It was a popular phrase to disperse crowds after Elvis Presley concerts and has found its way into colloquial American speech.
Fact was Elvis had moved on to the next big gig while some of his followers just didn’t want to accept that what they had experienced was over and sat there.
The same holds true for those reluctant to accept that business applications are no longer bound to the inner sanctum of the data center and the on-premise enterprise. Applications are now accessible via downloadable software on users’ mobile devices.
Let’s take a look at the phenomenon of the mobile app in business use:
How did this happen? What is possible today? Where is it all going? And, what does this mean for IT professionals?
How It Happened
There’s been some form of mobility for some time since laptops became standard-issue equipment in the business world. But, there’s been a shift in use with the growing adoption of smart devices and the introduction of the Apple iPhone.
Applications are no longer primarily an extension of enterprise systems pushed to and accessible via laptops; there’s also now the pull effect with users downloading personally-selected apps or widgets to their smart devices.
While the iPhone started out as a consumer gadget, it’s made its way into the workplace; just look around you. Similarly, other hand-held mobile smart phones and tablets like the iPad are all-around us too.
And, I’ve got to tell you that was the plan all along—well, almost. I worked on the market segmentation for the iPhone in 2004 and the planned adoption path was roughly iPod users to iPhone users and then iPhone for consumers to iPhone for the business community. And, now iPhone users are moving on to the iPad as a naturally progression.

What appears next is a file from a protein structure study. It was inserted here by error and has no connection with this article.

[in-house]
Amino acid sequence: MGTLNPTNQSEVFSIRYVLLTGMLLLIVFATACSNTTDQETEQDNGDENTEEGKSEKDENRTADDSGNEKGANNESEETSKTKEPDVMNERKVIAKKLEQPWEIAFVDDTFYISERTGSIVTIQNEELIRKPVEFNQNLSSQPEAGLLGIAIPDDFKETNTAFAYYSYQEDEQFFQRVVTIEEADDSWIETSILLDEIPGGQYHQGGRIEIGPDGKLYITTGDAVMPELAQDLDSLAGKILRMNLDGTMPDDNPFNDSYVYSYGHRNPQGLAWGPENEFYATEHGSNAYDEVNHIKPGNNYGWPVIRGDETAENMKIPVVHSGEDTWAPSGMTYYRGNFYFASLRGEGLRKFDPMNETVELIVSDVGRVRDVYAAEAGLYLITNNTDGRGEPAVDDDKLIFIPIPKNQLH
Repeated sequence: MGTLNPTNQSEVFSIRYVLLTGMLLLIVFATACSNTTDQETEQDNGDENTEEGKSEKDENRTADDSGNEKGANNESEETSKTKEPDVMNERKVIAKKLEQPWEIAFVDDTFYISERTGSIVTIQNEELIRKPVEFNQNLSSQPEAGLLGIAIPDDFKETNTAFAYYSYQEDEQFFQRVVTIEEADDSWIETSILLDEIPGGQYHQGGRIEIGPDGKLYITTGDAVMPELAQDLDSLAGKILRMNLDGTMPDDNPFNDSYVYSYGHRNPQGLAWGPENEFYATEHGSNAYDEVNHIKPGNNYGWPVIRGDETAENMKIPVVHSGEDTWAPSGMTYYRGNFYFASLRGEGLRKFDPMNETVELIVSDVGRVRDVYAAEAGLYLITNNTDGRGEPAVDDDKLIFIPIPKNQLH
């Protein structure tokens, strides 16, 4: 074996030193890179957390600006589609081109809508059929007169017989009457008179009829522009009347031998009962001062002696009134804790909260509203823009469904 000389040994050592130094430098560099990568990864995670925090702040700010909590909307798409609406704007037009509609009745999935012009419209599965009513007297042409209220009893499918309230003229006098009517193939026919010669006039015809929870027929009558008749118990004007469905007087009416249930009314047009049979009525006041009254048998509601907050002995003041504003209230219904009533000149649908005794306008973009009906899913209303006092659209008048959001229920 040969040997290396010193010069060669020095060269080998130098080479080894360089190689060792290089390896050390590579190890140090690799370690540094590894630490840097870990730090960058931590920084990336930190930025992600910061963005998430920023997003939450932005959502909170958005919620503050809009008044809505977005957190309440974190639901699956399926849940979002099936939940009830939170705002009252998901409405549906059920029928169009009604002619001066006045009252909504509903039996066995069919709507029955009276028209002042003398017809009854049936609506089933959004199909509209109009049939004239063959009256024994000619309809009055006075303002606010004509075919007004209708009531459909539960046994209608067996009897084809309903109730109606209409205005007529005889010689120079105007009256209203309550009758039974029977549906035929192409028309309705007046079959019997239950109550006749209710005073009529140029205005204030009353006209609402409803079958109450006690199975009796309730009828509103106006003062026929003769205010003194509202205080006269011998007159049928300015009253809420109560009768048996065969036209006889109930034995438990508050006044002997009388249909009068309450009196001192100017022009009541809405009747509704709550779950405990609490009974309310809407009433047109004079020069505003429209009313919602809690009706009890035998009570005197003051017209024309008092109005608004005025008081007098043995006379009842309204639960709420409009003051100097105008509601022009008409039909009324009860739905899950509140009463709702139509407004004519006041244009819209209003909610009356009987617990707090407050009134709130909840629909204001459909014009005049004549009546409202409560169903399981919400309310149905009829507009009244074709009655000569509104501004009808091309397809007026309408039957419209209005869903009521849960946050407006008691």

And, it wasn’t just one vendor’s vision.
Look back at Cisco’s unified communications strategy around the same time frame. You’ll see a shared vision for a convergence of voice and data on a single device—primarily for business consumption.
Delivery at the time was envisioned a bit differently—handheld dual-mode devices spanning internal private networks and external public networks. But, it has the same look and feel to it as the smart phones or other smart devices we can’t seem to live without today.
Interestingly, the expected arrival of these new capabilities roughly corresponds to where we are today. Increasingly, we see a rapid movement of data-based business applications to mobile devices and in the case of smart phones, devices that have evolved from cellular or mobile telephones.
All of this should not come as a surprise especially since the realm of business and personal space has blurred.
What’s Possible Today
If you’re reading this post, you most likely have a smart phone or tablet or know somebody that does—it’s a tech thing. Applications or apps are plentiful and are either free or available for a nominal charge.
Many devices come pre-loaded with common mobile apps for popular sites like eBay, Google, iTunes, and the Weather Channel. More apps are available for entertainment like gaming, reading, and viewing movies. There are even apps for really focused specialty interests like a room frequency analyzer for those musically inclined folks like me.
Now, for all of us familiar with PCs and laptops, downloading freebie software or low-cost apps is nothing new. Heck, we’ve been flipping through shareware sites for years looking for the latest movie viewer with the best codec.